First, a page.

Select Committee on Catering Minutes of Evidence

Examination of Witnesses (Questions 20 - 38)



  20. If they are using our facilities then I do not see any reason why if they have got facilities which our staff could use—
  (Mr Cox) That is all I know of up there. I am sorry to interrupt.

  21. That is certainly something that could be looked at and also the press, I wonder how that is utilised and whether or not that could be opened up a little bit more. There is a bar and a cafeteria and all sorts of things up there. I just throw that in, Chairman.
  (Mr Kaye) Yes.

  22. There are other facilities which could be opened up, going back to breaking down some of these barriers, and if there is spare capacity why should people not be able to use them which would alleviate some of the problems.
  (Mr Cox) The press cafeteria gets quite busy on a lunchtime, I use it quite a lot. I do not mean the restaurant part but the bit you walk through.


  23. Would you say that is fairly widely used by members of the staff outside of—
  (Mr Cox) No, it tends to be Hansard, press and people who work up in that area. The doorkeepers do work with the press sometimes so they do not take any notice of us.

  24. That is quite well used, is it?
  (Mr Cox) Yes.

Tony Cunningham

  25. And the restaurant part of it?
  (Mr Cox) I have never used that apart from one Christmas dinner. The cafeteria part closes at quarter to five anyway but at lunchtime that can get quite busy up there after one o'clock.

  Tony Cunningham: I am just trying to look at a whole range of things to open it up a bit.

Mrs Dean

  26. One problem, of course, is that people do not obey the access regulations as they are now and Members are sometimes the worst culprits when they take more guests in than they should. Have you any idea as to how that can be enforced more and whether it should be by Refreshment Department staff or by security staff?
  (Mr Cox) Once upon a time at lunch times there was a security officer outside what was the Strangers Cafeteria and he used to monitor staff. He has got a bit of a problem with Members because frankly if a Member has got four people and says "I am taking them in", what can he do? He was there to check that staff only took two guests in. We have now got the Jubilee Cafeteria for that kind of thing.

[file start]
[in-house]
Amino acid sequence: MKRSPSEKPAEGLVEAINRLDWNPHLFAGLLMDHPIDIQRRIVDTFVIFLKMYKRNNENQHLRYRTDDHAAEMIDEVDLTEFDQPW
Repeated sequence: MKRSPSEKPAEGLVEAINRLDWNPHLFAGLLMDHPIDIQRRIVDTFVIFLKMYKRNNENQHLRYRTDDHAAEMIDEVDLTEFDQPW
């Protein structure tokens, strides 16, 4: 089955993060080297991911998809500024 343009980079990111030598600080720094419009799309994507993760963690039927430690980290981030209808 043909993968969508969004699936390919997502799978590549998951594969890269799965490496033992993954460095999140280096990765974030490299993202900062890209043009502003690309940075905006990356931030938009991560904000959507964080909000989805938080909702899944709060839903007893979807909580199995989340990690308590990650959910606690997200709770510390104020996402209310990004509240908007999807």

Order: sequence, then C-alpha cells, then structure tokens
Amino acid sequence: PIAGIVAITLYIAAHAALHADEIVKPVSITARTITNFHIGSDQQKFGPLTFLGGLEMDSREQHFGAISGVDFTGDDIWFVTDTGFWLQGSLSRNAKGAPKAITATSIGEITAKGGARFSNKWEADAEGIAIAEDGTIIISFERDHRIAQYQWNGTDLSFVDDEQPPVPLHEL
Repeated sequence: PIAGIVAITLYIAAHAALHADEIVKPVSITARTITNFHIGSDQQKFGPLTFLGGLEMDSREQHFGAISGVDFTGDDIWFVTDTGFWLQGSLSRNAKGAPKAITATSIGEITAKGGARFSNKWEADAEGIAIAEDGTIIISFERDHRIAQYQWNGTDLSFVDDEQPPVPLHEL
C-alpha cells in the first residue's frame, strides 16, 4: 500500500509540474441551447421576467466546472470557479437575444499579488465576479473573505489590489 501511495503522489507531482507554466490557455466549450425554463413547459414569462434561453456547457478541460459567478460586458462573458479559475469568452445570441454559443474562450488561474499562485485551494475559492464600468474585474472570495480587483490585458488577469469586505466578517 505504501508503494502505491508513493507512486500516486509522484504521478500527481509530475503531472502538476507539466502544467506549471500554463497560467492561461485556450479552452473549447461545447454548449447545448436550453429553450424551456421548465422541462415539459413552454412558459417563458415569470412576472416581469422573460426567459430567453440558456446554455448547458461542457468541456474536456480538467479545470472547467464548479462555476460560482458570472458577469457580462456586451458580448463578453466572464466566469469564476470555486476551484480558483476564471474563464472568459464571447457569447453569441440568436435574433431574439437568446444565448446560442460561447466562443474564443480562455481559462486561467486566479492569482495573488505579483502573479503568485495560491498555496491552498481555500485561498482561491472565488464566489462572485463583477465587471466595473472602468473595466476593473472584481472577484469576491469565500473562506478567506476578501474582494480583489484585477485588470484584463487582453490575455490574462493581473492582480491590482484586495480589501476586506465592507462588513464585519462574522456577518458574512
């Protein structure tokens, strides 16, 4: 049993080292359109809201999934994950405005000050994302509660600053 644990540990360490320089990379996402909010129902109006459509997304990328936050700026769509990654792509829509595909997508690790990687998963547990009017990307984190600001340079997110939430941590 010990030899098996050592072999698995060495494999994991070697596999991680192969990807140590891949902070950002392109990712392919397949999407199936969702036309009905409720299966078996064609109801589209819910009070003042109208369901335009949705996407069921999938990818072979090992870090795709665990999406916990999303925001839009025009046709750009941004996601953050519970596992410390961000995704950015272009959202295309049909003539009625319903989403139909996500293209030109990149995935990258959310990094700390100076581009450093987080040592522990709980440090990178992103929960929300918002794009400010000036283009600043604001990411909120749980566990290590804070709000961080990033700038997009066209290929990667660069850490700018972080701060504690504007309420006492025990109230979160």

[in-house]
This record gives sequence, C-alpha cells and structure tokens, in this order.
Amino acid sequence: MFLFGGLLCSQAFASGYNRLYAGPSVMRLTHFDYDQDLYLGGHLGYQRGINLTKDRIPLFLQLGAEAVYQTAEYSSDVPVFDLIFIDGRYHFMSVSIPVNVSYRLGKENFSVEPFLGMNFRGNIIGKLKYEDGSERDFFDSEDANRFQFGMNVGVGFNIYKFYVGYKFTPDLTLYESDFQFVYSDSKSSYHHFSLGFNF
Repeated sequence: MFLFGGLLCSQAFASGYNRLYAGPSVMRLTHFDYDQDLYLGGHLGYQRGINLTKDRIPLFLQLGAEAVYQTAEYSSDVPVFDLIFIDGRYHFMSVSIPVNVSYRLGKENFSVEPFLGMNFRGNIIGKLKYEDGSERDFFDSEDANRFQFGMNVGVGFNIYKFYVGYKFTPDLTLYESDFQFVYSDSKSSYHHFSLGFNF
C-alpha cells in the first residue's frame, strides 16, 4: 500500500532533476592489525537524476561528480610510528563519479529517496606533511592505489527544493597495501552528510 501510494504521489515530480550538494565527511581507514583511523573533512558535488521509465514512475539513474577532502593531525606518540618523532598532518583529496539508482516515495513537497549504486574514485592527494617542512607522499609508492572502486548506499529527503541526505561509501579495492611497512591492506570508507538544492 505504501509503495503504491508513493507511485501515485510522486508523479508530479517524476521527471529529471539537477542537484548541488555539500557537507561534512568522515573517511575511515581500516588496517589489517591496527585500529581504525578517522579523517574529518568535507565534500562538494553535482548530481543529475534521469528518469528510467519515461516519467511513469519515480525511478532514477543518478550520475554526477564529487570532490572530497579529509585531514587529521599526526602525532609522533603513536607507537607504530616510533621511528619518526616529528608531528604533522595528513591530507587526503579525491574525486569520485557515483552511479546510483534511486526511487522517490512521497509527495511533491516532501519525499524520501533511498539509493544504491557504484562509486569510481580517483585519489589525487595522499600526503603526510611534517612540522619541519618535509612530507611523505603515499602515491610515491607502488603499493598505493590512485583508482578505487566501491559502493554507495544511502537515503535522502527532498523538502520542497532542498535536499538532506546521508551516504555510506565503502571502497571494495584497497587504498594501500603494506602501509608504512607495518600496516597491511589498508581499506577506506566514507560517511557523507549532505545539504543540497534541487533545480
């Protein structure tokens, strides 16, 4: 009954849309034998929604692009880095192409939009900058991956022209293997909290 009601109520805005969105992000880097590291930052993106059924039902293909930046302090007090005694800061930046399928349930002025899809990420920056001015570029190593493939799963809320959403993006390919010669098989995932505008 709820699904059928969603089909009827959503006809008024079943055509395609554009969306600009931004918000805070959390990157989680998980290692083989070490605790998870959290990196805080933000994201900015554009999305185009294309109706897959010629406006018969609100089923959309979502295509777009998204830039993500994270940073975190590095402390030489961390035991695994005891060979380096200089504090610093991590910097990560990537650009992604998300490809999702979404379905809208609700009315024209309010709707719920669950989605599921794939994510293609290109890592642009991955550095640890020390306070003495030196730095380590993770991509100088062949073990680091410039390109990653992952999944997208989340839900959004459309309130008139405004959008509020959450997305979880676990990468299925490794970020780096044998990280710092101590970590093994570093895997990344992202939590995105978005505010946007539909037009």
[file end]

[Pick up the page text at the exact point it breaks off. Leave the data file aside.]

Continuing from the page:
27. How long ago did that cease?
  (Mr Cox) The security officer?

  28. Yes.
  (Mr Cox) Since it was modernised. When you walked in there the shop was down on the left, there was a restaurant to the right for Members and one for staff and there was always a security officer by the staff door. Since that has been modernised, 1996, the security officer has disappeared.

Mrs Dean

  29. I was wondering if Della has got any comments on this?
  (Ms Herd) Yes. It would be difficult for the Refreshment Department staff to monitor access of every single person that went through the venues. They do what they can at the moment to try and stick by the access regulations but it would be very difficult for the Refreshment Department to police that on a consistent basis, especially during peak times, because they are called away to provide the catering services.
  (Mr Cox) I think it would be unfair pressure on the catering staff.

  30. Can I carry on about the difficulties at peak times which obviously is the main problem. If you were looking at the pricing of food could pricing differentials be used in two areas really, one in pricing one place dearer than another perhaps and whether you could have pricing incentives to try to encourage people to go outside the peak lunchtime period? Have you got any views on that?
  (Mr Kaye) I work in a procedural office and again when the House is sitting we cannot wander too far away, therefore we are committed to eating in the main building. I can see a situation where if somebody comes along at five to two and pays £2 and somebody comes in at one minute past two and they pay £1.20—I am looking round corners here—human nature being what it is there could be a feeling of resentment. Perhaps it is worth a shot but I suspect there could be problems with that. Unless you try you will never know, I suppose.

  Mrs Dean: What about pricing different venues differently?

  Chairman: Pricing differentials.

Mrs Dean